Date of this Version
Thesis (M.S.)—University of Nebraska—Lincoln, 1965. Department of Agricultural Economics.
The purpose of this research is to study potential crop and livestock production in Nebraska, to determine the farmers’ probably response to change in feed grain and livestock prices, and to determine the effect of the level of intensity of irrigation on the returns to the farmer under the above-mentioned price changes.
This study deals with the optimal use of available resources from the viewpoint of profit maximization. This is a part of a North Central Regional study on supply response and production adjustments for hog and beef cattle which has as its general objective the construction of a research background for the appraisal of farm programs, and the provision of information needed by the individual farmer in making adjustments in his farming during the ensuing years.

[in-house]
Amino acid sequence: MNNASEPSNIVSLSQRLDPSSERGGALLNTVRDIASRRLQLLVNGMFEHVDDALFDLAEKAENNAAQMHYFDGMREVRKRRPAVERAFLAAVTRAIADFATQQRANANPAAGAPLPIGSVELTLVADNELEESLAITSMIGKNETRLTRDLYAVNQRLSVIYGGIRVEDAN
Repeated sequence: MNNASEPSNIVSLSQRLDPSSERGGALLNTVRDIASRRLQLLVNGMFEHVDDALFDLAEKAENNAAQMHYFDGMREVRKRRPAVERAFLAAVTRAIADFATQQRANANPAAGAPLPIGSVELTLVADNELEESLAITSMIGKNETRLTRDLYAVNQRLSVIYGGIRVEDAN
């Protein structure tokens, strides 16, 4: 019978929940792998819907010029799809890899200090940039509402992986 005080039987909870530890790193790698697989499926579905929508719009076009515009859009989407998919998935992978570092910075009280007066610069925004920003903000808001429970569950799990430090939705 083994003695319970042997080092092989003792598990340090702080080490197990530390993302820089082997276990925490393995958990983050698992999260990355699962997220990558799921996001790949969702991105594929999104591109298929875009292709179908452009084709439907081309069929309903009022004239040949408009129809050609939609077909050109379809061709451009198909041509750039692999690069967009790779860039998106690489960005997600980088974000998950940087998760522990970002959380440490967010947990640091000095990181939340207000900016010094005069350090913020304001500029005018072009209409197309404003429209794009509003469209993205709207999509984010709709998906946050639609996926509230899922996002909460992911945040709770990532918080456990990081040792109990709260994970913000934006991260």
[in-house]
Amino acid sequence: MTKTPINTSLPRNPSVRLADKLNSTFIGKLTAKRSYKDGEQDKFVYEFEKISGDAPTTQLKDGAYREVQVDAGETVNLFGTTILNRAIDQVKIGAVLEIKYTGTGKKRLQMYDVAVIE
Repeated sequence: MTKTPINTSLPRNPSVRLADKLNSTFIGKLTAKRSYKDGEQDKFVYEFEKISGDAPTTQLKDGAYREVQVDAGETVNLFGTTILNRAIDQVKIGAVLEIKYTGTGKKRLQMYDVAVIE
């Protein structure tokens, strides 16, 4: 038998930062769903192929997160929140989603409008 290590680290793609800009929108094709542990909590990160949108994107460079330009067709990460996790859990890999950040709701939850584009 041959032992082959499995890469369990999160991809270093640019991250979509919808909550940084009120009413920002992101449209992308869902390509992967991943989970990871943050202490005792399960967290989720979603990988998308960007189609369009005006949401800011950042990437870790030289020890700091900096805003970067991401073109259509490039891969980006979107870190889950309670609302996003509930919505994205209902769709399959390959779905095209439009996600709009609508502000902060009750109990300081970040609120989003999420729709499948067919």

The objectives of this present study are:
To inventory present resources of farm operators and the manner of utilization of these resources.
To ascertain the allocation of resources, which would give optimum return, on different individual farms under five different price combinations.
To determine the difference in allocation of resources and returns to the individual farms under varying intensity of irrigation.
To determine the effect of an increase in the labor supply on the allocation of resources for the large farms.
The counties included in the study are: Adams, Clay, Hamilton, Polk, Butler, York, Seward, Fillmore, Saline, Thayer, and Jefferson. The soils are well adapted to cultivation with about 65 percent of the area composed of Hastings and Crete soils.Longtime average precipitation ranges from 28 inches in the eastern part to 24 inches at the western edge. Corn, grain sorghum, and wheat are the major corps of the area. Approximately 97 percent of the total land is in farms, which are predominately cash grain and livestock.
Advisor: A. W. Epp